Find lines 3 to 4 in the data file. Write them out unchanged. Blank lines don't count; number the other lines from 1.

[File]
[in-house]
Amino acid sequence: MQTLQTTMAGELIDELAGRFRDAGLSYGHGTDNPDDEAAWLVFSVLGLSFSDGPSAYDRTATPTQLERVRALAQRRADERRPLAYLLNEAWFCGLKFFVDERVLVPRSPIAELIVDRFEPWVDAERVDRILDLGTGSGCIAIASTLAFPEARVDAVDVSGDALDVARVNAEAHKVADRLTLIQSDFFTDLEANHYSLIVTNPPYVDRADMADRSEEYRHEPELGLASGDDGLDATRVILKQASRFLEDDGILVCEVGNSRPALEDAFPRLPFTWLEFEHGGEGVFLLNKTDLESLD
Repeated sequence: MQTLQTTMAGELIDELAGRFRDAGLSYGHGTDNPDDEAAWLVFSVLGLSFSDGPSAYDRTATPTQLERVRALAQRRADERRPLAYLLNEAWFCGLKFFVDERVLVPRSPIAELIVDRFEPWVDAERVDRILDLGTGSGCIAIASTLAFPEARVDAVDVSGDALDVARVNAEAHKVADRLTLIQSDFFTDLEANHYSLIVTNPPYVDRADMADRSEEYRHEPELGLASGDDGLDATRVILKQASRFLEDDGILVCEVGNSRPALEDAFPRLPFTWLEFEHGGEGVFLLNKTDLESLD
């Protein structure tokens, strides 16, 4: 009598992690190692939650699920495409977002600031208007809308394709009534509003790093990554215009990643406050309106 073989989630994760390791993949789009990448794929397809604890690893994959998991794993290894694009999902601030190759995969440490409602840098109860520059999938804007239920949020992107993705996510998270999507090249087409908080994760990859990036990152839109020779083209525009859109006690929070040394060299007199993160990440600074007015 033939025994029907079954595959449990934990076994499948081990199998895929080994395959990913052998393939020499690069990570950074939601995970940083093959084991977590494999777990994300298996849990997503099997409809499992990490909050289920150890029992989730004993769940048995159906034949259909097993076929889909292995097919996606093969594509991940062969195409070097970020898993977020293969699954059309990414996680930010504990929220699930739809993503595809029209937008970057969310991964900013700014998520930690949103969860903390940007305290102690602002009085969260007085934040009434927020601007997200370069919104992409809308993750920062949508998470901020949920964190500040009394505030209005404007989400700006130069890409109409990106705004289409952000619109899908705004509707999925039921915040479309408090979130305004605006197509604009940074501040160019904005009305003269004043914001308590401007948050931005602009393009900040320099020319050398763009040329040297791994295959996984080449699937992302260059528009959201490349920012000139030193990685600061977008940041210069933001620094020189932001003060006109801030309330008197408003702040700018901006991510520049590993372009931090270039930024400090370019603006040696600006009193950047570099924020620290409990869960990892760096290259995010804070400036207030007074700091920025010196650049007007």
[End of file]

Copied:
Repeated sequence: MQTLQTTMAGELIDELAGRFRDAGLSYGHGTDNPDDEAAWLVFSVLGLSFSDGPSAYDRTATPTQLERVRALAQRRADERRPLAYLLNEAWFCGLKFFVDERVLVPRSPIAELIVDRFEPWVDAERVDRILDLGTGSGCIAIASTLAFPEARVDAVDVSGDALDVARVNAEAHKVADRLTLIQSDFFTDLEANHYSLIVTNPPYVDRADMADRSEEYRHEPELGLASGDDGLDATRVILKQASRFLEDDGILVCEVGNSRPALEDAFPRLPFTWLEFEHGGEGVFLLNKTDLESLD
């Protein structure tokens, strides 16, 4: 009598992690190692939650699920495409977002600031208007809308394709009534509003790093990554215009990643406050309106 073989989630994760390791993949789009990448794929397809604890690893994959998991794993290894694009999902601030190759995969440490409602840098109860520059999938804007239920949020992107993705996510998270999507090249087409908080994760990859990036990152839109020779083209525009859109006690929070040394060299007199993160990440600074007015 033939025994029907079954595959449990934990076994499948081990199998895929080994395959990913052998393939020499690069990570950074939601995970940083093959084991977590494999777990994300298996849990997503099997409809499992990490909050289920150890029992989730004993769940048995159906034949259909097993076929889909292995097919996606093969594509991940062969195409070097970020898993977020293969699954059309990414996680930010504990929220699930739809993503595809029209937008970057969310991964900013700014998520930690949103969860903390940007305290102690602002009085969260007085934040009434927020601007997200370069919104992409809308993750920062949508998470901020949920964190500040009394505030209005404007989400700006130069890409109409990106705004289409952000619109899908705004509707999925039921915040479309408090979130305004605006197509604009940074501040160019904005009305003269004043914001308590401007948050931005602009393009900040320099020319050398763009040329040297791994295959996984080449699937992302260059528009959201490349920012000139030193990685600061977008940041210069933001620094020189932001003060006109801030309330008197408003702040700018901006991510520049590993372009931090270039930024400090370019603006040696600006009193950047570099924020620290409990869960990892760096290259995010804070400036207030007074700091920025010196650049007007």